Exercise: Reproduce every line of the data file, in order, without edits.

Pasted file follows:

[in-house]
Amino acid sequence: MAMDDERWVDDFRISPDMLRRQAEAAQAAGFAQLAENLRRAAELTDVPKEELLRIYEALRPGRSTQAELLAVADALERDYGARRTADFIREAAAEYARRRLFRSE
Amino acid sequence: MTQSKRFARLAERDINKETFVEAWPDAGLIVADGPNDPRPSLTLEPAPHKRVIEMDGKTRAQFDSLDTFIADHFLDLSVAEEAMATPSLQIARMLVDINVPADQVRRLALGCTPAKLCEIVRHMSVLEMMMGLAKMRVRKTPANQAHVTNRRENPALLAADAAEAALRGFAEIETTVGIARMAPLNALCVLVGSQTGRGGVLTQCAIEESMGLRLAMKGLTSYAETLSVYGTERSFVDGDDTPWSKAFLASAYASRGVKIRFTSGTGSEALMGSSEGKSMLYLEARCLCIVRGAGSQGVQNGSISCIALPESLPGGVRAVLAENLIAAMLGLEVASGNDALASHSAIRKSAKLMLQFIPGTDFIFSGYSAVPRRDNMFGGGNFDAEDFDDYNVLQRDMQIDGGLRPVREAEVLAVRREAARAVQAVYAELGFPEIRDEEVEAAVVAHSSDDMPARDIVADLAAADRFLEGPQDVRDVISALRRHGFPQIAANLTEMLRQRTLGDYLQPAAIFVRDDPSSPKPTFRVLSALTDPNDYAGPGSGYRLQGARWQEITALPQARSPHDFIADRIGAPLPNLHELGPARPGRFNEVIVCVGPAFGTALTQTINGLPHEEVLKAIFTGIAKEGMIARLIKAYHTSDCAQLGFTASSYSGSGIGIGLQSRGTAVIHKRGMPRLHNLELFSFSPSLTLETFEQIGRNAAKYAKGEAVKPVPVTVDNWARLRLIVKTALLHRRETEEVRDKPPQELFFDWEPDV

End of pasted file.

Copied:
[in-house]
Amino acid sequence: MAMDDERWVDDFRISPDMLRRQAEAAQAAGFAQLAENLRRAAELTDVPKEELLRIYEALRPGRSTQAELLAVADALERDYGARRTADFIREAAAEYARRRLFRSE
Amino acid sequence: MTQSKRFARLAERDINKETFVEAWPDAGLIVADGPNDPRPSLTLEPAPHKRVIEMDGKTRAQFDSLDTFIADHFLDLSVAEEAMATPSLQIARMLVDINVPADQVRRLALGCTPAKLCEIVRHMSVLEMMMGLAKMRVRKTPANQAHVTNRRENPALLAADAAEAALRGFAEIETTVGIARMAPLNALCVLVGSQTGRGGVLTQCAIEESMGLRLAMKGLTSYAETLSVYGTERSFVDGDDTPWSKAFLASAYASRGVKIRFTSGTGSEALMGSSEGKSMLYLEARCLCIVRGAGSQGVQNGSISCIALPESLPGGVRAVLAENLIAAMLGLEVASGNDALASHSAIRKSAKLMLQFIPGTDFIFSGYSAVPRRDNMFGGGNFDAEDFDDYNVLQRDMQIDGGLRPVREAEVLAVRREAARAVQAVYAELGFPEIRDEEVEAAVVAHSSDDMPARDIVADLAAADRFLEGPQDVRDVISALRRHGFPQIAANLTEMLRQRTLGDYLQPAAIFVRDDPSSPKPTFRVLSALTDPNDYAGPGSGYRLQGARWQEITALPQARSPHDFIADRIGAPLPNLHELGPARPGRFNEVIVCVGPAFGTALTQTINGLPHEEVLKAIFTGIAKEGMIARLIKAYHTSDCAQLGFTASSYSGSGIGIGLQSRGTAVIHKRGMPRLHNLELFSFSPSLTLETFEQIGRNAAKYAKGEAVKPVPVTVDNWARLRLIVKTALLHRRETEEVRDKPPQELFFDWEPDV